Waking Ashland | The Well (Immortal)

cd_wakingUpon further listens, little details begin to bubble up to the surface: catchy melodies start to stick in your head, clever turns of phrase jump out of the lyrics, and subtle musical touches start to emerge from the mix.

 

 

 

Waking Ashland's sophomore LP The Well is a stealth-pop album. On first listen, the album seems pleasant but fairly run-of-the-mill as far as guitar-based pop/rock: not so bland as to be off-putting but not compelling enough to force you to hit the "play" button again the instant the CD ends, either. But upon further listens, little details begin to bubble up to the surface: catchy melodies start to stick in your head, clever turns of phrase jump out of the lyrics, and subtle musical touches start to emerge from the mix. Before long, the little album you weren't so sure you'd listen to more than a couple times is all you want to listen to.

Though they have little in common aesthetically, Waking Ashland's skillfully rendered pop bears some resemblance to Guster, specifically that band's breakout third album Lost and Gone Forever. Both albums possess virtues that only reveal themselves gradually, and both albums show their respective authors consolidating the idiom they had established on previous efforts into something universally appealing. Where Guster rode their two-guitars-and-hand-percussion setup to college-dorm omnipresence, Waking Ashland's gimmick is that they're a piano-rock band that's not really a piano-rock band. Sure, frontman Jonathan Jones sings and plays piano, but instead of taking the typical approach wherein the rest of the band acts as backup for a piano balladeer singer-songwriter (á la Ben Folds Five or Something Corporate), the four songwriters of Waking Ashland concentrate their musical muscle on the interplay between guitar, bass, and drums, the piano and keyboards often acting as accents to give the songs a different flavor.

There are a few instances where Waking Ashland don't follow this template, particularly the momentum-halting mid-album duo of the hopelessly morose "Sinking Is Swimming" and the boring piano ballad "Mark Like Mine." Fortunately, these are the album's only missteps. Opener "Salt Lake Jam" opens with a bubbling piano line, but as the vocals kick in, so do the marching drumbeat and bopping bass, before the chorus is overtaken entirely by Ryan Lallier's guitar. The album's first single and catchiest song, the insistent "Your Intentions," is entirely devoid of keys, instead using fuzzed-out guitars on the verses, an arpeggiated riff for the chorus, and a series of slick time changes that result in a sound akin to a more pop-minded version of Hey Mercedes.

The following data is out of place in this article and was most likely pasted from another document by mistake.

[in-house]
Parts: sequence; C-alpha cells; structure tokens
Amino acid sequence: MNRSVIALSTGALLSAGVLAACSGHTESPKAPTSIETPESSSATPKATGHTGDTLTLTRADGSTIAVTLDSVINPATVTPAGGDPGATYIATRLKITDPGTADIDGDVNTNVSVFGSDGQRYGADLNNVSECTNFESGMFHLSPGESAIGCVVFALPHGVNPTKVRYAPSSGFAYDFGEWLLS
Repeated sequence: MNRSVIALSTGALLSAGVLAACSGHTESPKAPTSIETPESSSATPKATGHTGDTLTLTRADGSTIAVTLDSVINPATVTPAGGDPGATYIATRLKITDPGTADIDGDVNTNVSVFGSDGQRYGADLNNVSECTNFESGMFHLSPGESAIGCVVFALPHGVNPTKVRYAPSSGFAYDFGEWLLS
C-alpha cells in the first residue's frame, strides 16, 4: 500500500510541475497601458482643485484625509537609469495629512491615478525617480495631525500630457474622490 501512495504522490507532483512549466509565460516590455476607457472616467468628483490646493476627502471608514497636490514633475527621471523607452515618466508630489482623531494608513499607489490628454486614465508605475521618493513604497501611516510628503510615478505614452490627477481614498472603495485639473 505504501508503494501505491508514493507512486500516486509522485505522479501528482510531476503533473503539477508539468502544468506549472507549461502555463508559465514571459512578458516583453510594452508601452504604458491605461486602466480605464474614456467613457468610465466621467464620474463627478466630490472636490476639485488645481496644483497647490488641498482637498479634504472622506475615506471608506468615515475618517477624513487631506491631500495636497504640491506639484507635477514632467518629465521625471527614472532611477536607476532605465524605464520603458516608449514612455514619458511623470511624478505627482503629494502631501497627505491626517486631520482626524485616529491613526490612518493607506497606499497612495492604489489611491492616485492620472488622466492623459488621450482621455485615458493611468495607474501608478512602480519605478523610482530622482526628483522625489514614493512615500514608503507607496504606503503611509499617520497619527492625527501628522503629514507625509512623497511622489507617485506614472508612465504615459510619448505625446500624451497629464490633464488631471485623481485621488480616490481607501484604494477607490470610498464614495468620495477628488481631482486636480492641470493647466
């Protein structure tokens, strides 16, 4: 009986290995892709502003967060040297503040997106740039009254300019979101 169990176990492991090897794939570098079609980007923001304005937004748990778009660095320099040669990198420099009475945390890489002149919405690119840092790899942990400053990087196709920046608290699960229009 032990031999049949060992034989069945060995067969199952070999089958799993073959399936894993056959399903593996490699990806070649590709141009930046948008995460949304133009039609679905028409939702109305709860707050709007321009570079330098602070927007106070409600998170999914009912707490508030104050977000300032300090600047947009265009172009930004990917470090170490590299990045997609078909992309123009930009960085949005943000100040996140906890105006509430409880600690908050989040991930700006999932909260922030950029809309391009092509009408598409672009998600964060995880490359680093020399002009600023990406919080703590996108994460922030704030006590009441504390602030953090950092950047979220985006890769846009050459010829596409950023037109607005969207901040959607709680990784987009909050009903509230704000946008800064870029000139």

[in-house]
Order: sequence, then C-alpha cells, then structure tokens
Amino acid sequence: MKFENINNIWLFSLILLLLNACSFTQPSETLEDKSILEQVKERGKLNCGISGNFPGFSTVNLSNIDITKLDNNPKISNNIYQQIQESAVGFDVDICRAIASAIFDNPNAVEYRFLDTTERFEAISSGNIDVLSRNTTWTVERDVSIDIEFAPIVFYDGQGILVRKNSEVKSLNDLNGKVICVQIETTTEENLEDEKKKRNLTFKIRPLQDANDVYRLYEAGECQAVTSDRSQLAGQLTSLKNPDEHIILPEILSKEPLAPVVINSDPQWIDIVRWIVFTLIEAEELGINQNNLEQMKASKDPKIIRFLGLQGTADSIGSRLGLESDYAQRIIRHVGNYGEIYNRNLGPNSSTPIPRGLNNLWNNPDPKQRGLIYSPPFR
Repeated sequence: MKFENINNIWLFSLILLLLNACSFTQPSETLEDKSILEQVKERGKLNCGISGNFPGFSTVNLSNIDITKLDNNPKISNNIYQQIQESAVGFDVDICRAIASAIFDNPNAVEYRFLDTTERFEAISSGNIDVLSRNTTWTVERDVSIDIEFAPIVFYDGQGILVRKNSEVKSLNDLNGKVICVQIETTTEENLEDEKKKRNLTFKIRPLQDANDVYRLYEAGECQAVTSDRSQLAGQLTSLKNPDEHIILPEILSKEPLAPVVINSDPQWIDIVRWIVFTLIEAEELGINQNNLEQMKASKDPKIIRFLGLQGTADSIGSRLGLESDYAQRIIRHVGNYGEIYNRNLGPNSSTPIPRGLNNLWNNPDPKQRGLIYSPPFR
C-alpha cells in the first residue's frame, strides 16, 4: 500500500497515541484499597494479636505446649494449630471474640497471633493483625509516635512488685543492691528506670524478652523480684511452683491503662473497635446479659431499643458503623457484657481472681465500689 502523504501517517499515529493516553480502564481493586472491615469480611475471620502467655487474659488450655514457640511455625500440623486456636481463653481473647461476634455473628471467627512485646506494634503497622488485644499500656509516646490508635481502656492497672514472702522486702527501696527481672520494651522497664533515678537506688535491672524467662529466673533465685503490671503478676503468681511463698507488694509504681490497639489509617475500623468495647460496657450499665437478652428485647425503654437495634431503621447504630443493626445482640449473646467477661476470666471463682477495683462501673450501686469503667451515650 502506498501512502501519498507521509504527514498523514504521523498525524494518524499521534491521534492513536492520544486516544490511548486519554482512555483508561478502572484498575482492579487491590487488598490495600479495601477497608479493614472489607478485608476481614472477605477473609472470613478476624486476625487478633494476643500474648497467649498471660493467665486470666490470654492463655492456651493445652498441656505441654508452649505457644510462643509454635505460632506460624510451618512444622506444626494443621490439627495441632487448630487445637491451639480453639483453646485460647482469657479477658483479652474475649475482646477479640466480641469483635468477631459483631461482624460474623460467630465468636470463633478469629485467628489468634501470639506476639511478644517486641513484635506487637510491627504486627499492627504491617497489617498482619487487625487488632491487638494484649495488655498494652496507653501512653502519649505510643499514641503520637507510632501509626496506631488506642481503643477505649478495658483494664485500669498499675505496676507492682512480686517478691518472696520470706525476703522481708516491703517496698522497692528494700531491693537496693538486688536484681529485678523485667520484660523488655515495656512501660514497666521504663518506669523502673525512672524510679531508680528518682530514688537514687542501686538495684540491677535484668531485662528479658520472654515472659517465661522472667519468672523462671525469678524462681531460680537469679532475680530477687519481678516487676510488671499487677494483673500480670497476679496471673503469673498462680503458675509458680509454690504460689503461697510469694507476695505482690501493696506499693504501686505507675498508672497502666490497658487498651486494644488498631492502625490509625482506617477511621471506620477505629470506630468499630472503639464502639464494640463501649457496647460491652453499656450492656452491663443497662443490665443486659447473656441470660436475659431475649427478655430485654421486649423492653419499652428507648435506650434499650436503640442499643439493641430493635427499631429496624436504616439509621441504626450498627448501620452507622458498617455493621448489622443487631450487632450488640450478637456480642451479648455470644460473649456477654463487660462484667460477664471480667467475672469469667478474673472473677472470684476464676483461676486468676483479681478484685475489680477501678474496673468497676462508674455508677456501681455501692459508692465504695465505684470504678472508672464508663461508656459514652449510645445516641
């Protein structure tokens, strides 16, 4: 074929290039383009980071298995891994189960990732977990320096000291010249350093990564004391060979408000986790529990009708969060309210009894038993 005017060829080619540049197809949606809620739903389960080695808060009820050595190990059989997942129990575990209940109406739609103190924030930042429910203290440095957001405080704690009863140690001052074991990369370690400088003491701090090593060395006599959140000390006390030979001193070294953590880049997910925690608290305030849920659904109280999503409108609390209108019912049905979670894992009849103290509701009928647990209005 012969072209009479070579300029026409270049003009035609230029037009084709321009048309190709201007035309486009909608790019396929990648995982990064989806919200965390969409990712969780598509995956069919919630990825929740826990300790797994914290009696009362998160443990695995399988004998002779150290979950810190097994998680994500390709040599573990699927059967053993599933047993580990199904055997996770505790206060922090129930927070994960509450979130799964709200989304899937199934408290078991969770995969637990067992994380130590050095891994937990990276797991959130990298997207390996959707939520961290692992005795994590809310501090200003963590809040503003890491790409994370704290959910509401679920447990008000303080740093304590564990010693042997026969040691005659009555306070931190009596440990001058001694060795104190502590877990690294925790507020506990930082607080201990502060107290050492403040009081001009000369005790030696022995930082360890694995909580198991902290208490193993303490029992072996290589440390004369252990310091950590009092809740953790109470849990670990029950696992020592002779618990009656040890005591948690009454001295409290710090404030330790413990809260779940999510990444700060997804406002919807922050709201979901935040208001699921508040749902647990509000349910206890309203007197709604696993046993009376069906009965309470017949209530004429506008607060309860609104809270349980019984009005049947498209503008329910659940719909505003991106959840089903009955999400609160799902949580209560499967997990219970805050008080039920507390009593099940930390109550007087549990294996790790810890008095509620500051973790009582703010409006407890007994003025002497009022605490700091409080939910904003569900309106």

When the piano and guitar work in tandem, however, is when Waking Ashland really hits its stride. "Money," in particular, is a real stunner: a jaunty piano lick buoys the Guster-ish "ooh-ooh-lalala" high vocal harmonies as an intro to the verses, but when Jones starts singing solo, Lallier kicks the song back to the '70s with some smooth, Thin Lizzy-esque guitarmonies. The classicist bent of the song is only helped by the crystal clear production by Grammy-winning producer, engineer, and mixer Chris Shaw (Wilco's A Ghost Is Born, Bob Dylan's Modern Times, among others).

Though Jones' clean, straightforward vocals unite the album together, the songs of The Well stretch a fair bit stylistically, thanks to songwriting contributions from all four band members. Though the album doesn't quite reach the artistic heights of a certain other classicist four-songwriter pop band with a penchant for pianos (that'd be Sloan, whose criminally underrated landmark Between the Bridges was also mixed by producer Shaw), there's more than enough variety to sink your teeth into on this catchy and thoroughly likable album. With a sophomore album this good, you can't help but think what wonders await on album #3. A- | Jason Green

RIYL: Guster, Ben Folds Five, Sloan

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